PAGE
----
Daulatabad Fort : It is a town which includes the Devagiri-Daulatabad fort. The place was originally named Devagiri when it was an important uplands city along caravan routes, but the intervening centuries have reduced it to a village. However it is also considered to be one of the seven wonders of Maharashtra and a developing tourist spot. The historical triangular fort of Daulatabad was built by first Yadav king Bhilan in 1187. The region was then called Devgiri or Deogiri. The fort is a place of extraordinary strength. The only means of access to the summit is by a narrow bridge, with passage for not more than two people abreast and a long gallery, excavated in the rock, which has for the most part a very gradual upward slope. The fort has its specialities like No separate exit from the fort, only one entrance/exit, No parallal gates, Spikes on the gates, The hill is shaped like a smooth tortoise back - this prevented the use of mountain lizards as climbers, because they cannot stick on it.
Bibi Ka Maqbara : It is a tomb located in Aurangabad, Maharashtra, India. It was commissioned by the sixth Mughal emperor Aurangzeb in 1660, in the memory of his first wife Dilras Banu Begum, who was born a princess of the prominent Safavid dynasty of Iran (Persia) and was the daughter of Mirza Badi-uz-Zaman Safavi who was the Viceroy of Gujarat. Aurangzeb commissioned a mausoleum at Aurangabad to act as her final resting place after her death. Dilras was buried under the posthumous title of 'Rabia-ud-Daurani'. The Bibi Ka Maqbara bears a striking resemblance to the famous Taj Mahal. Bibi Ka Maqbara was the largest structure that Aurangzeb had to his credit. In the following years, her tomb was repaired by her son, Azam Shah, under Aurangzeb's orders. Aurangzeb, himself, is buried a few kilometers away from her mausoleum in Khuldabad.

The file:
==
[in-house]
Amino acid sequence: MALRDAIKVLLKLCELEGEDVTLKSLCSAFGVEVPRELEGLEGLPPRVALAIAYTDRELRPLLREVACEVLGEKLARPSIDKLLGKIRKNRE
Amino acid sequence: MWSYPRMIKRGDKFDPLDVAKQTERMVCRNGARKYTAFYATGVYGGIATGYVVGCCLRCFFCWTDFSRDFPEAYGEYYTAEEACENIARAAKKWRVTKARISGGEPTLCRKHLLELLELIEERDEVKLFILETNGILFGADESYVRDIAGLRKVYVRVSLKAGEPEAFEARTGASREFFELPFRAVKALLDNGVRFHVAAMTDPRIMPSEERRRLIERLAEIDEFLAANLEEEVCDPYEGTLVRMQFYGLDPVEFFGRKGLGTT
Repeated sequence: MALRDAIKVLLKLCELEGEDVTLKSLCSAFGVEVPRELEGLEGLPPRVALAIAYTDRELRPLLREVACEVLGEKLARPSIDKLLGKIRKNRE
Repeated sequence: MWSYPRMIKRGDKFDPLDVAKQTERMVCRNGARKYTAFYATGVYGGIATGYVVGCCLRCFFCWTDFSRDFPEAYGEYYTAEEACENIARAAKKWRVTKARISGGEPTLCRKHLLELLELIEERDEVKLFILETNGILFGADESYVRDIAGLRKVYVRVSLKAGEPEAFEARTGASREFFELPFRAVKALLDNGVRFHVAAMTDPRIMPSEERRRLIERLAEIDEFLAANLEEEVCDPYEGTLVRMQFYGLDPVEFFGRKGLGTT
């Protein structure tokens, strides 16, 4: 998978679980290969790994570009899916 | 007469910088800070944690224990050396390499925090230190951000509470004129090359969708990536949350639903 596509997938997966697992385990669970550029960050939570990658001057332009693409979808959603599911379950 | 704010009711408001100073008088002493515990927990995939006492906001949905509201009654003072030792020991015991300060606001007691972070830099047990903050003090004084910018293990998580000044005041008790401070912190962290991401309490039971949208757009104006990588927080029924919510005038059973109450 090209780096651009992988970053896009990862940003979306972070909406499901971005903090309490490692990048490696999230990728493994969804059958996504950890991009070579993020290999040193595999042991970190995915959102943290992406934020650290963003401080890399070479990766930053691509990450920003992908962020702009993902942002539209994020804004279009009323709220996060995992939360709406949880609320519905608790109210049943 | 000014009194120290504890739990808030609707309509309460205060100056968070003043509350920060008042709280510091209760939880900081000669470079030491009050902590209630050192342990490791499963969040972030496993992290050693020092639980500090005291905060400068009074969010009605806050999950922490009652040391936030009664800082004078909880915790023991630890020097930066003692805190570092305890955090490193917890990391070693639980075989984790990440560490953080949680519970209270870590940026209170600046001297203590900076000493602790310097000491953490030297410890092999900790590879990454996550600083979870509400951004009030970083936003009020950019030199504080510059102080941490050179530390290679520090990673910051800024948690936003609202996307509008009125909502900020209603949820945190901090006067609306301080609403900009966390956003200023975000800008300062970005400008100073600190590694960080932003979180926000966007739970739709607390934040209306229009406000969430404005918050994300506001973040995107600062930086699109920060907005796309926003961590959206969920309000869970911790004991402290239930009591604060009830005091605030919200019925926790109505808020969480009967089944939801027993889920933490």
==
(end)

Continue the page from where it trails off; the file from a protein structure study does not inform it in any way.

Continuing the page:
Panchhaki : It is also known as the water mill, this ingenious water mill was designed to use the energy generated by flowing water from a nearby spring to turn the large grinding stones of the flour mill. This water mill was used to grind grain for the pilgrims and disciples of saints as well as for the troops of the garrison. This monument located in Aurangabad, Maharashtra, displays the scientific thought process put in medieval Indian architecture. Most of the buildings in the dargah complex (including Panchakki) were erected by Turktaz Khan.
Aurangabad Caves : The Aurangabad caves are twelve rock-cut Buddhist shrines located on a hill running roughly east to west, close to the city of Aurangabad, Maharashtra. The Aurangabad Caves were dug out of comparatively soft basalt rock during the 6th and 7th century. The carvings at the Aurangabad Caves are notable for including Hinayana style stupa, Mahayana art work and Vajrayana goddesses. Aurangabad caves somewhat have been overshadowed by the UNESCO World Heritage monuments of Ellora and Ajanta cave temples. Though its sculptures are comparable to Ajanta and Ellora, the caves are much smaller, more decrepit and less visited. It is a protected monument under the Archaeological Survey of India.